Skip to main content

10 years under Chavez (a mainstream economic report card)

While I am of the opinion the revolution in Venezuela must continue to move forward and end current property relations or it is doomed to fail; I'm certainly not against enacting progressive reforms along the way. The following report gives an idea of what has been accomplished so far. (Obviously, at least from my point of view, not everything is positive. Many of these programs show their limitations within the confines of a capitalist system.) It was done by the Center for Economic and Policy Research, a research institute with Nobel laureates Joe Stiglitz and Robert Solow, among others, on its advisory board.

http://www.cepr.net/documents/publications/venezuela-2009-02.pdf


Key points (as taken from the report):

* The current economic expansion began when the government got control over the national oil company in the first quarter of 2003. Since then, real (inflation-adjusted) GDP has nearly doubled, growing by 94.7 percent in 5.25 years, or 13.5 percent annually.

* Most of this growth has been in the non-oil sector of the economy, and the private sector has grown faster than the public sector.

* During the current economic expansion, the poverty rate has been cut by more than half, from 54 percent of households in the first half of 2003 to 26 percent at the end of 2008. Extreme poverty has fallen even more, by 72 percent. These poverty rates measure only cash income, and does not take into account increased access to health care or education.

* Over the entire decade, the percentage of households in poverty has been reduced by 39 percent, and extreme poverty by more than half.

* Inequality, as measured by the Gini index, has also fallen substantially. The index has fallen to 41 in 2008, from 48.1 in 2003 and 47 in 1999. This represents a large reduction in inequality.

* Real (inflation-adjusted) social spending per person more than tripled from 1998-2006.

* From 1998-2006, infant mortality has fallen by more than one third. The number of primary care physicians in the public sector increased 12-fold from 1999-2007, providing health care to millions of Venezuelans who previously did not have access.

* There have been substantial gains in education, especially higher education, where gross enrollment rates more than doubled from 1999/2000 to 2007/2008.

* The labor market also improved substantially over the last decade, with unemployment dropping from 11.3 percent to 7.8 percent. During the current expansion it has fallen by more than half. Other labor market indicators also show substantial gains.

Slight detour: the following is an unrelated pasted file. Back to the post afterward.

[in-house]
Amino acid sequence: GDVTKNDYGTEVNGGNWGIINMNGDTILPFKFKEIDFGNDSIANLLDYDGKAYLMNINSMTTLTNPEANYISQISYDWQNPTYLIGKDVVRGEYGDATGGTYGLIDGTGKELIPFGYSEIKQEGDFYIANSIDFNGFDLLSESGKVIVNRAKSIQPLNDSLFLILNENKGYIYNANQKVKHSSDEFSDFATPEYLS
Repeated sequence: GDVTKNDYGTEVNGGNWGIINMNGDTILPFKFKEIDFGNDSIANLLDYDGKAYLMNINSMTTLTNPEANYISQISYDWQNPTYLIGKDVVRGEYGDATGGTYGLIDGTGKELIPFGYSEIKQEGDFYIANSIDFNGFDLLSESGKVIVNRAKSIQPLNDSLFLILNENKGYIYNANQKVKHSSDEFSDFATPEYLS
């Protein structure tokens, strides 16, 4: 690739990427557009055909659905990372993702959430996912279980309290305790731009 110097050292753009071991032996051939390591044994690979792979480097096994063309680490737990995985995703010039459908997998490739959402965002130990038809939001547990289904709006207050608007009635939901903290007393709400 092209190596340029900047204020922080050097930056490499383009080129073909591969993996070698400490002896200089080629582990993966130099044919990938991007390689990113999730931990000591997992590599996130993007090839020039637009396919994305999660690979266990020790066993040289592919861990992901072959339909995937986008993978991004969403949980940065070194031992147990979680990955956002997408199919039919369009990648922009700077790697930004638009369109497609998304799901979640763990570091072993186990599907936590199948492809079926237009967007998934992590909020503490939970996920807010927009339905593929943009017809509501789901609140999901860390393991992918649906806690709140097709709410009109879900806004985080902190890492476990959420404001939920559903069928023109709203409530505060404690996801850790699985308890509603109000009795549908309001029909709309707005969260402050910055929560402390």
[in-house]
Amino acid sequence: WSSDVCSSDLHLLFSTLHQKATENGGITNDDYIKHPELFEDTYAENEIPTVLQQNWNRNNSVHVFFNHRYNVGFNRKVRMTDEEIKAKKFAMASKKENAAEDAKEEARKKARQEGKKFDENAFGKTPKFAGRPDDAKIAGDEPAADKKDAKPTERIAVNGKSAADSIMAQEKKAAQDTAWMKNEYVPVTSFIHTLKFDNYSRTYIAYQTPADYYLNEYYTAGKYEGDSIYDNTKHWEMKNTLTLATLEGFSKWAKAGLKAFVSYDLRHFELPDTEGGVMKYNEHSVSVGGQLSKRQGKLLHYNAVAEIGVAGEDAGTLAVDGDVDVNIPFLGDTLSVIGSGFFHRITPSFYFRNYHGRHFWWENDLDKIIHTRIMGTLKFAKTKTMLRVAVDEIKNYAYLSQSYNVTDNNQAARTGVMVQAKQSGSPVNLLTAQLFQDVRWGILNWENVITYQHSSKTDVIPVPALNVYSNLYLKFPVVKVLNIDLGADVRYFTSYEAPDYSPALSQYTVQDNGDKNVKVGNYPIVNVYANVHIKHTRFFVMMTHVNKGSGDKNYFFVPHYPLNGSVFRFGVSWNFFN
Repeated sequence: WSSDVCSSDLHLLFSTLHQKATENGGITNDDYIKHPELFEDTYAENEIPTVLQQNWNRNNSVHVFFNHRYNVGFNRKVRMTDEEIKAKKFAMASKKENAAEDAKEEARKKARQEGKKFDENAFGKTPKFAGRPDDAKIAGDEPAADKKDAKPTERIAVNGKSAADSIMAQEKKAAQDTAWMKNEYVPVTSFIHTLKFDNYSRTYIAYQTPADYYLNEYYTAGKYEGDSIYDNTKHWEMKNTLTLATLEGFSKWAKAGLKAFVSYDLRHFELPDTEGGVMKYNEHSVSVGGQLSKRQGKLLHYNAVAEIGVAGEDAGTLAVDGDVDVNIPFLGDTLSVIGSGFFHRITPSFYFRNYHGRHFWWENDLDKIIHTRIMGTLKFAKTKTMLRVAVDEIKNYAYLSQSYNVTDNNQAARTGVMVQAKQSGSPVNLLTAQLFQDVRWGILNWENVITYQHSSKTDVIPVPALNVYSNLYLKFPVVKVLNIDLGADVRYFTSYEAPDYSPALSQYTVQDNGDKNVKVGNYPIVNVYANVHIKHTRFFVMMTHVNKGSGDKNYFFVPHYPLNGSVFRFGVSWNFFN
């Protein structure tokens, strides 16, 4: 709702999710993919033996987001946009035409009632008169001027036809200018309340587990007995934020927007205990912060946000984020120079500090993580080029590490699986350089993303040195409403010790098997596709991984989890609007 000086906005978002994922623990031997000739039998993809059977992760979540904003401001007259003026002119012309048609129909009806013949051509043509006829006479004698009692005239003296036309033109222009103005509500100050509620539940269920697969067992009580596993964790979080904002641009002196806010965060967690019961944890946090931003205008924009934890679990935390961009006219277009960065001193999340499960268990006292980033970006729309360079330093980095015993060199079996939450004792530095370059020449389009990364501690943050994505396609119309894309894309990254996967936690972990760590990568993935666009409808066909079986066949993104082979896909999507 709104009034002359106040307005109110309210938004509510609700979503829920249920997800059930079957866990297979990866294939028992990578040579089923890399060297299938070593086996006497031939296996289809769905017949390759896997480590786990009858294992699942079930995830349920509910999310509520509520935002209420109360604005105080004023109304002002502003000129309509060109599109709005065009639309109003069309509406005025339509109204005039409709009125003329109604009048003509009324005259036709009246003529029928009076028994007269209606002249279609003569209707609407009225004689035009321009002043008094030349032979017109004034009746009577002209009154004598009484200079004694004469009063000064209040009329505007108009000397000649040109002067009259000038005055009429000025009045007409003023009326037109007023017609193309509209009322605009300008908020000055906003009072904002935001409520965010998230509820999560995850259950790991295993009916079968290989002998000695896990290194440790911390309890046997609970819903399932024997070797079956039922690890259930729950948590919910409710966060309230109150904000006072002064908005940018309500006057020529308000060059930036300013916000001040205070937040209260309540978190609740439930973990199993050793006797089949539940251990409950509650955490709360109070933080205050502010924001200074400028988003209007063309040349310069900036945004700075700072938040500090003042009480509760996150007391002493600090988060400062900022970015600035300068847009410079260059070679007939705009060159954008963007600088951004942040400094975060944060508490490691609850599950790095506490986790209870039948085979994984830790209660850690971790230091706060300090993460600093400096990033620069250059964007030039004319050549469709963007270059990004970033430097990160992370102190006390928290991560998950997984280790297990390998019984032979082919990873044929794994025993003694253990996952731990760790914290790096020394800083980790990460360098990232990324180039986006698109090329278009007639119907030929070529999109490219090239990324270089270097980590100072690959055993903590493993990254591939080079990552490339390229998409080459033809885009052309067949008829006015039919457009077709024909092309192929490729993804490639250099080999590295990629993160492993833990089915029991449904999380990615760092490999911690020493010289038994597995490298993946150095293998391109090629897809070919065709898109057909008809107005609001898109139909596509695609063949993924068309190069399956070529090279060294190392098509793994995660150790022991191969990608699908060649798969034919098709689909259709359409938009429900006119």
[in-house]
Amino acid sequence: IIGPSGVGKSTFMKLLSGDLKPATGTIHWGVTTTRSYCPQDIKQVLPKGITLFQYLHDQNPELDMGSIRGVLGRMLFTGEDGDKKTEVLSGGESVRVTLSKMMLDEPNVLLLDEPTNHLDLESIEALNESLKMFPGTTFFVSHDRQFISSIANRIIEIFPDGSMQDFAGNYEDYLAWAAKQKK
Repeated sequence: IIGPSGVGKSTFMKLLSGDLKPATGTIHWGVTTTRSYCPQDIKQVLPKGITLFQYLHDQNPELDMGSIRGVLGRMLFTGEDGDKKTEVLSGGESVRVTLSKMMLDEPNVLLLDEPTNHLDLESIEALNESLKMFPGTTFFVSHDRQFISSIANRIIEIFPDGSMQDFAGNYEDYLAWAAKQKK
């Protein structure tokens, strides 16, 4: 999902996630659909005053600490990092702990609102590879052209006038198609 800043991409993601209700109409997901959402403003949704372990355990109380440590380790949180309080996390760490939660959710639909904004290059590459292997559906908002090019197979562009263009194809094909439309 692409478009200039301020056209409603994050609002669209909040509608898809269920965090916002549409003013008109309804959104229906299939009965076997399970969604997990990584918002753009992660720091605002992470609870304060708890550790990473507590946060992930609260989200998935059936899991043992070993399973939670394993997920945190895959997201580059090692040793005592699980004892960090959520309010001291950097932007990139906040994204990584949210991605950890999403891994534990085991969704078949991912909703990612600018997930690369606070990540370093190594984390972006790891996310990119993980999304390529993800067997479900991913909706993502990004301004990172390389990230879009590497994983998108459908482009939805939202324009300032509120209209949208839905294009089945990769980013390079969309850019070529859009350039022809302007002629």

* Over the past decade, the number of social security beneficiaries has more than
doubled.

* Over the decade, the government's total public debt has fallen from 30.7 to 14.3 percent of GDP. The foreign public debt has fallen even more, from 25.6 to 9.8 percent of GDP.

* Inflation is about where it was 10 years ago, ending the year at 31.4 percent. However it has been falling over the last half year (as measured by three-month averages) and is likely to continue declining this year in the face of strong deflationary pressures worldwide.

Comments

Popular posts from this blog

Hanging from a cliff

The day after Obama won his second term the markets took a bit of a tumble. The Dow dipped below 13,000 for the first time in a few months. US Congressional gridlock and the ongoing crisis in Europe are mostly to blame. What is more interesting, even if it's unsurprising, is the rush to bonds- US government bonds to be exact. Indeed, the yield on ten-year treasury notes dipped as low as it has since May. Even with our ratings downgrade (which no one now cares about in the slightest) and huge debt, it is cheaper than ever for us to borrow money. We are still the safest piggy bank out there. 

With the "fiscal cliff" of expiring tax cuts and automatic spending cuts looming, the spirit of compromise is being sprayed into the air like a bottle of Glade mountain berry. Democrats are fond of saying we need a "balanced" approach to reducing the deficit. Nominally this means some tax increases along with spending cuts. Republicans are now, apparently, open to some sort…

Austerity Ecology and The Collapse-Porn Addicts

I just finished Leigh Phillip’s left defense of humanity, “Austerity Ecology And The Collapse-Porn Addicts.” I think it’s important to frame it that way, as one of the main point he makes (and I fully agree) is that the earth doesn’t need us to survive. What we should focus on is our species. And not just surviving, but prospering, even conquering (I know people don’t like that word, but we ought not be scared of power). Phillips goes through every argument that I grew up with, from green austerity to that overpopulation nonsense, and convincingly does away with them. (I read Derrick Jensen was I was younger and had completely spaced out how truly terrible his arguments are. Embarrassingly bad. When I tried John Bellamy Foster I luckily found him too dense to get through. Just like George Ciccariello-Maher is a caricature of your “edgy” left wing professor, Foster is a caricature of what a Marxist is, tough to understand but you should know what he’s saying is super important!) 

Phill…

Hollywood Award Shows are Basically Advertisements for Trump

Given the “resistance” has grounded itself in moralism, it’s perfect Oprah Winfrey is the latest hope. She has trash politics, but gave a speech that sounded wonderful but would have only really mattered before #metoo had “startup” potential. Oprah Winfrey is a retired billionaire in charge of a media empire. She surely could have revealed that Weinstein was a predator, an open secret within Hollywood, without losing her livelihood. Instead she was giving him kisses on another one of those fancy Trump ads. Do we still wonder why calling Trump a hypocrite isn’t the devastating political argument many liberals imagine it to be?